“Price is always a consideration, but I would say that using well-researched probiotics is better value, as you know that these strains are going to reach the gut alive. It’s also important to use products that guarantee that the number of billions on the pack will still be present at the date of expiry.”
Kerry rates Optibac Probiotics, while nutritional therapist Eve Kalinik favours Symprove, a water-based probiotic that’s been clinically proven to survive the acidic environment of the stomach, keeping bacteria active and helping them to multiply in the intestine. Independent clinical trials look promising too: studies conducted by scientists at King’s College London concluded that taking Symprove for four weeks resulted in a reduction in constipation and diarrhoea in IBS sufferers. Another independent King’s College study showed a 76 per cent decrease in intestinal inflammation among ulcerative colitis patients after taking Symprove, while an independent 2016 study found that Symprove significantly reduced the frequency of constipation, diarrhoea and back pain in those suffering with diverticular disease. All in all, Symprove’s live and active blend of bacteria strains (which major on L. acidophilus, L. plantarum and L rhamnosus) looks to be a goer for gut health, but at £21.95 a bottle it doesn’t come cheap, which leads us to…
Getting probiotics from your diet
If there’s not yet a fermented food aisle in your local supermarket, Kerry reckons that prospect won’t be far off, particularly seeing as gut health is so high on our current wellbeing agenda (Pinterest reports a +251 per cent rise in saves for “gut health”):
“Most cultures across the globe will have their own staple fermented foods, and these can be a rich source of probiotic bacteria in the diet. These days, it’s easy to buy these foods from health shops or even in your local supermarket, and you can choose from a huge variety of foods that are naturally high in probiotics, including yoghurt, kimchi, sauerkraut, kombucha, tempeh, kefir and natto.”
If money’s tight, Daniel recommends on loading up on probiotics from food sources- lactobacillus can be found in yogurt and bifidobacterium is also present in lots of dairy products. He also notes that sauerkraut is a particularly rich source of probiotics and lactic-acid bacteria. In addition he emphasises that including lots of prebiotics in your diet is vital for helping those health-giving probiotics to grow (that friendly bacteria needs feeding). Fill your basket with prebiotic heavy leeks, onions, artichokes, oats and garlic, and up your fibre intake. Incidentally, dentist Dr Steven Lin highlights that consuming abundant probiotics and prebiotics in your diet is essential for maintaining good dental health and promoting the growth of good bacteria in the mouth.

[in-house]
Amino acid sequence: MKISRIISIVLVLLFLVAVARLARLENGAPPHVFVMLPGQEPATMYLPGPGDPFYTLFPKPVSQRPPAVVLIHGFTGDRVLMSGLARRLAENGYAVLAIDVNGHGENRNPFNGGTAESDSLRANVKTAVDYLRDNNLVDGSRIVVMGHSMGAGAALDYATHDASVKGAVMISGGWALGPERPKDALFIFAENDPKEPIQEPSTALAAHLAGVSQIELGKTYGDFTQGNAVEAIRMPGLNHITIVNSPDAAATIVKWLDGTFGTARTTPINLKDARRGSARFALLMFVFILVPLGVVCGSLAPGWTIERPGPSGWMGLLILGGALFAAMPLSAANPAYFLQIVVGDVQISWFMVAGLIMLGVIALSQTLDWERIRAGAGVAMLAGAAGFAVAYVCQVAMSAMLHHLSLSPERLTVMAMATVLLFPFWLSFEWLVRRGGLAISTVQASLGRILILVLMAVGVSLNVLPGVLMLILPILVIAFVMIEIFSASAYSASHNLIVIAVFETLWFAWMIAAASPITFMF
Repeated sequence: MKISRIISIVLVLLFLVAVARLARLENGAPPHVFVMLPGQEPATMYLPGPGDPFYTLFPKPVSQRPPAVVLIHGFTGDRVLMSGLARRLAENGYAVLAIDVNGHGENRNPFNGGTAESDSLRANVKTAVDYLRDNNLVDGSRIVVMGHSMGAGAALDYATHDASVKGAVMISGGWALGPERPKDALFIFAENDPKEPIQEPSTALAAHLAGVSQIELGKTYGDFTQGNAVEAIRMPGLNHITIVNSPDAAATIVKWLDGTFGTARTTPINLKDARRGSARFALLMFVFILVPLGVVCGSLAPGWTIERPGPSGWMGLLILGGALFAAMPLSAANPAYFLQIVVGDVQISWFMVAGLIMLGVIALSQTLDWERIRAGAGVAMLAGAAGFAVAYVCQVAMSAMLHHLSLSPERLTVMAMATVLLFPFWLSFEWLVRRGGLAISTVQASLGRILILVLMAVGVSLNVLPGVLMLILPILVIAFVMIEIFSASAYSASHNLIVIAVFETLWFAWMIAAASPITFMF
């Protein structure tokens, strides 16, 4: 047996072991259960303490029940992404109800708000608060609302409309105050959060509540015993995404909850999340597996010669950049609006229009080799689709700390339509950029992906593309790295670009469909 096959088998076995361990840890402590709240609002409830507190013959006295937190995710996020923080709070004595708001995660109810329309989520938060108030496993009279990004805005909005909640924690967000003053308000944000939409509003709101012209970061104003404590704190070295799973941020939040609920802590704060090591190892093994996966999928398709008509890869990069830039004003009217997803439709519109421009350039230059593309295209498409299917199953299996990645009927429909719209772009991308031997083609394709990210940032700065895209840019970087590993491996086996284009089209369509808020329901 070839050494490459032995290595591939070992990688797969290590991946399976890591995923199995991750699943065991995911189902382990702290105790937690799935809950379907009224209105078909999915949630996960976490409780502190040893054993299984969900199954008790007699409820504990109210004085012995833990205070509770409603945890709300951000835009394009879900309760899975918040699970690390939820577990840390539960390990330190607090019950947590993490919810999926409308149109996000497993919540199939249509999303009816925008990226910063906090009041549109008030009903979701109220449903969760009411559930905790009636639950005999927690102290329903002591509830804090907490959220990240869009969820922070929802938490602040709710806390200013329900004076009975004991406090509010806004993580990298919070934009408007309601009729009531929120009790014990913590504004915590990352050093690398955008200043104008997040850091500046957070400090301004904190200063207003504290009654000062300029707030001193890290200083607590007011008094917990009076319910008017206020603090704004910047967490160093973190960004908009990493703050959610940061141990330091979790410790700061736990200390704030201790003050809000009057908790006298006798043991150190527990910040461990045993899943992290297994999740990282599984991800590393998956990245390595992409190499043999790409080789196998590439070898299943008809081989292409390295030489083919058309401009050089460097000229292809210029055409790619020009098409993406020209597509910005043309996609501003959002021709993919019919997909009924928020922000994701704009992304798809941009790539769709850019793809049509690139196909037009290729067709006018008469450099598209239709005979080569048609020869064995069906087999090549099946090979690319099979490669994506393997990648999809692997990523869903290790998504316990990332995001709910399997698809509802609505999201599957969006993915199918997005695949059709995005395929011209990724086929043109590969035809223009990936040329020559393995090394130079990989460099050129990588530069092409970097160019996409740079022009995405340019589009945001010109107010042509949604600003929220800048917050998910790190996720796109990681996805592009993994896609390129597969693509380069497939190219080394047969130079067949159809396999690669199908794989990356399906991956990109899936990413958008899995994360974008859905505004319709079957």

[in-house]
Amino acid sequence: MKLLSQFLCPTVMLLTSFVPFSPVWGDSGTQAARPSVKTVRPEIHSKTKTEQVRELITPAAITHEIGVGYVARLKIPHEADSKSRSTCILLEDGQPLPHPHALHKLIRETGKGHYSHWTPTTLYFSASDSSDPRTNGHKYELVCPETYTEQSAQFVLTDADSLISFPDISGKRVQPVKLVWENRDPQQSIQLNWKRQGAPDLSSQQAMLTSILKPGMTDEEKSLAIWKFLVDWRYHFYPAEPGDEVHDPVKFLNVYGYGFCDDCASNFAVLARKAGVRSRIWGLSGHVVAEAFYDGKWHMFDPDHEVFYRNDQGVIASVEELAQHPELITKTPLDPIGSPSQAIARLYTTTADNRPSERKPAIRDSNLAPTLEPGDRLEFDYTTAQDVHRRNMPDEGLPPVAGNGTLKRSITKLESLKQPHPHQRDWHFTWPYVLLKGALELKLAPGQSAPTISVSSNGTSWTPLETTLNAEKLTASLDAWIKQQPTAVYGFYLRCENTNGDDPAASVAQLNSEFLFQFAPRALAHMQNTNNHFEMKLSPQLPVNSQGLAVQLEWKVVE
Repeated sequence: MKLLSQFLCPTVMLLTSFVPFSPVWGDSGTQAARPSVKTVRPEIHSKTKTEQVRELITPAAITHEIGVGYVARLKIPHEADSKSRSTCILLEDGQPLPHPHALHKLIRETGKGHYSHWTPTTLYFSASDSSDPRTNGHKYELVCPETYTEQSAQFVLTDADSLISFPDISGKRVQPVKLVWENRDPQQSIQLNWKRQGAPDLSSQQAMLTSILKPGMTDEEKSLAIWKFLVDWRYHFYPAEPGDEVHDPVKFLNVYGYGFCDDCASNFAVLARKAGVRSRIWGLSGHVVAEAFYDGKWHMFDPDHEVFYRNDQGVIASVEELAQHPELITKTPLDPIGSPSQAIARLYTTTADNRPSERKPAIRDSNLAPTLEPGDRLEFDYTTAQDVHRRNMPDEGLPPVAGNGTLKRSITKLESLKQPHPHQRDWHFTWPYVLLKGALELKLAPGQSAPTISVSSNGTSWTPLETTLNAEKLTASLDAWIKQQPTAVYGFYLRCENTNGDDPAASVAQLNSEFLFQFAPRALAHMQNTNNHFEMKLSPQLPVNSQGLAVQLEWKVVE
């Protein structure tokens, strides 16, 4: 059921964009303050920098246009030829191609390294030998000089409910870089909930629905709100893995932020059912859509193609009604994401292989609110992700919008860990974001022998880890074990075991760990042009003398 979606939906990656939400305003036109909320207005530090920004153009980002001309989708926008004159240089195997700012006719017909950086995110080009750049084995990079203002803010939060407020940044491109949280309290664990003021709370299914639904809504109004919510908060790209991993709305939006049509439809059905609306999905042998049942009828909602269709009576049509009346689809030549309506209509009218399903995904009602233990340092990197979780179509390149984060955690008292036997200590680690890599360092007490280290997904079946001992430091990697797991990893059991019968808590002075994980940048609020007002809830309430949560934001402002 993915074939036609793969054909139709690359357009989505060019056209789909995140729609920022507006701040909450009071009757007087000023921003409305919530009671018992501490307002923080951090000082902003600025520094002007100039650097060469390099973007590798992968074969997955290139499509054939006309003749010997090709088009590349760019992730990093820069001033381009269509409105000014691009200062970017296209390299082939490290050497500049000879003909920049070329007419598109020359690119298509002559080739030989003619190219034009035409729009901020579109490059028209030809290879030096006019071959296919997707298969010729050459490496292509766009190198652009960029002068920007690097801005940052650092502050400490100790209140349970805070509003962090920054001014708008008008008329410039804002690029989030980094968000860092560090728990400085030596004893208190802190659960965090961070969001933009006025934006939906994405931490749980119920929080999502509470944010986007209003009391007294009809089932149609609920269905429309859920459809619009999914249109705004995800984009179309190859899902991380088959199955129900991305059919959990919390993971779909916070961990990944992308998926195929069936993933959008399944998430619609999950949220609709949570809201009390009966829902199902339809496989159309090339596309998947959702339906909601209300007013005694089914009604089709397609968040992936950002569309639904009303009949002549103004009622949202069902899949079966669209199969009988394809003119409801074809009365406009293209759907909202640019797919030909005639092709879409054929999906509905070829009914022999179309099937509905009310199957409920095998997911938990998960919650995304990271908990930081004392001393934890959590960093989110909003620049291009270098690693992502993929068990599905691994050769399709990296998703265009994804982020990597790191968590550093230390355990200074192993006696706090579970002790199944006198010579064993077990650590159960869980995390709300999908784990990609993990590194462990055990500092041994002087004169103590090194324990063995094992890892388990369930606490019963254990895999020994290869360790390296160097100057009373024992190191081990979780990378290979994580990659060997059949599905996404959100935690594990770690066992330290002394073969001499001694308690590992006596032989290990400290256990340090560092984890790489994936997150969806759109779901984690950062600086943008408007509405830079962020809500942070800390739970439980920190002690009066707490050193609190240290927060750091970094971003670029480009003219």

So do I really need a probiotic supplement?
Given that all of our microbiomes are so varied, there’s no definitive answer to that one, but Daniel thinks that eating a healthy, balanced diet, including plenty of fermented, probiotic and prebiotic rich foods, will suffice if you’re fit and well. Where a probiotic particularly comes in handy is if you’ve been on courses of antibiotics or have digestive or bowel issues. Given the link between our gut health and overall wellbeing, Kerry thinks that the scope of probiotics for general health could be even more expansive:
“Mounting evidence suggests that gut health may be linked to a variety of other health conditions and there is growing interest in their use for all sorts of health issues, from skin problems to women’s intimate health. For this reason, many people are choosing to take a daily probiotic just to ensure a regular intake of friendly microflora. Everybody’s probiotic needs will differ, but what I find so exciting is that research is allowing us to choose specific strains to suit our own individual needs.”
If you do choose to take a supplement, Kerry suggests there’s an optimum time to do so too:
“Evidence from some of the world’s most highly-regarded probiotic laboratories and research centres suggests that taking your probiotics with your breakfast is best. It’s at this time of day that the stomach is the least acidic, and the food helps to further assist the passage of the probiotics through to the intestines where they can start to colonise.”
Just, whatever you do, don’t chase the probiotic supplement you’ve forked out for with steaming hot coffee, or wine for that matter (a glass of Sauv with your cornflakes generally isn’t recommended anyway). You could slay the bacteria you’re trying to cultivate in the process.
Four probiotic supplements to try
The following come expert-approved or have produced positive results for our contributors.
OptiBac Probiotics ‘For every day MAX’, £35.99 for 30 capsules
Pricey, but it could prove its worth it if you’re an IBS sufferer according to Kerry:
“This contains 50 billion high-quality live micro organism per capsule with a combination of three strains that have been shown to reach the gut alive. One of the strains, L. acidophilus, has been shown in multiple studies to help relieve the symptoms of pain and discomfort that are so typical in IBS sufferers.”
Professor Ingvar Bjarnason of King’s College London declares this to be a “breakthrough product”, while everyone from nutritional therapists to skincare experts (Meghan Markle’s facialist Nichola Joss has been taking it for years) swear by this water-based probiotic supplement.
Alflorex, £19.99 for 30 capsules
With a 35624 culture count, this is the number one recommended probiotic by US gastroenterologists.
Bio-Kult, £9.49 for 30 capsules
This more purse friendly probiotic option contains 14 live bacterial strains and was found to reduce abdominal pain in 69 per cent of IBS patients after 16 weeks, as reported in the journal BMC Gastroenterology